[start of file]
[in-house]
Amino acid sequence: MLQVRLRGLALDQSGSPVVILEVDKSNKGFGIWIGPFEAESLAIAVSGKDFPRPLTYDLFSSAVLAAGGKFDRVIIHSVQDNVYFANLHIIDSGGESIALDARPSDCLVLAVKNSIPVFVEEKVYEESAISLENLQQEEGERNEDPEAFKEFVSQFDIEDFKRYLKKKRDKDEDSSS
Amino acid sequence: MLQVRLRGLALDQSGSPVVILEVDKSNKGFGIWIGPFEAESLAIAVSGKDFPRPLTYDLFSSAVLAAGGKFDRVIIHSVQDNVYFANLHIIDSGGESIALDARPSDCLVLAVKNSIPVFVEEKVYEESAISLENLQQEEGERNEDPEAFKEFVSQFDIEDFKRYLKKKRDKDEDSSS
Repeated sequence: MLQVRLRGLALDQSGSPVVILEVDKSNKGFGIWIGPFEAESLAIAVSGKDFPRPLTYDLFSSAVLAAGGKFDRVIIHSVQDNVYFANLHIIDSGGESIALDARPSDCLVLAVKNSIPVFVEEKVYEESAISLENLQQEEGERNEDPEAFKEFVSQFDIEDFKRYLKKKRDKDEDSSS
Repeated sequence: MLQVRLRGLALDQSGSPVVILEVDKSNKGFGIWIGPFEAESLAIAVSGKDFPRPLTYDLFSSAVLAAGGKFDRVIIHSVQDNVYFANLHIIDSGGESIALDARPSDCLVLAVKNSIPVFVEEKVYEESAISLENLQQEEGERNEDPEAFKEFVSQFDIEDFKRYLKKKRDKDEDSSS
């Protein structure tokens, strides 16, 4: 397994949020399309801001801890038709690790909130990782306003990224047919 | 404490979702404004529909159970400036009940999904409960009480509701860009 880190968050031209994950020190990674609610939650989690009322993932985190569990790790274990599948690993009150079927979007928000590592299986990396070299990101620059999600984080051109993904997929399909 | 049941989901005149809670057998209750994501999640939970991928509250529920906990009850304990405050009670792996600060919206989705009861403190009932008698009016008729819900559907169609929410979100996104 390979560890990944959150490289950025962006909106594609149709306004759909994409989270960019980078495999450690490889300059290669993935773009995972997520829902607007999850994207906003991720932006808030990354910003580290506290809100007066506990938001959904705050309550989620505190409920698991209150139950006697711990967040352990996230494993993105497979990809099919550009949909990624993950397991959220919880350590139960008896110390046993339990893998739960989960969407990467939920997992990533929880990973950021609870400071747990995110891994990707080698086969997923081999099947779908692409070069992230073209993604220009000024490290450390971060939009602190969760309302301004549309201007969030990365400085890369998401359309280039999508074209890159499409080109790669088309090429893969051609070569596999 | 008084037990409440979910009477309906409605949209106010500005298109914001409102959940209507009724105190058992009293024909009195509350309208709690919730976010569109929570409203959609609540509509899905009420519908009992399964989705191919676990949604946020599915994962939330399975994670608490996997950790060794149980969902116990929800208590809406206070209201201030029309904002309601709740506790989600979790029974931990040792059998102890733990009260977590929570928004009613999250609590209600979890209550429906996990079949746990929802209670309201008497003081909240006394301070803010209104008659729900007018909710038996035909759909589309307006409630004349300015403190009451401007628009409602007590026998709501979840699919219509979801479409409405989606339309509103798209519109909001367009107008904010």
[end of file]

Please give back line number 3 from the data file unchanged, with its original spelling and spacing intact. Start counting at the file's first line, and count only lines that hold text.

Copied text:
Amino acid sequence: MLQVRLRGLALDQSGSPVVILEVDKSNKGFGIWIGPFEAESLAIAVSGKDFPRPLTYDLFSSAVLAAGGKFDRVIIHSVQDNVYFANLHIIDSGGESIALDARPSDCLVLAVKNSIPVFVEEKVYEESAISLENLQQEEGERNEDPEAFKEFVSQFDIEDFKRYLKKKRDKDEDSSS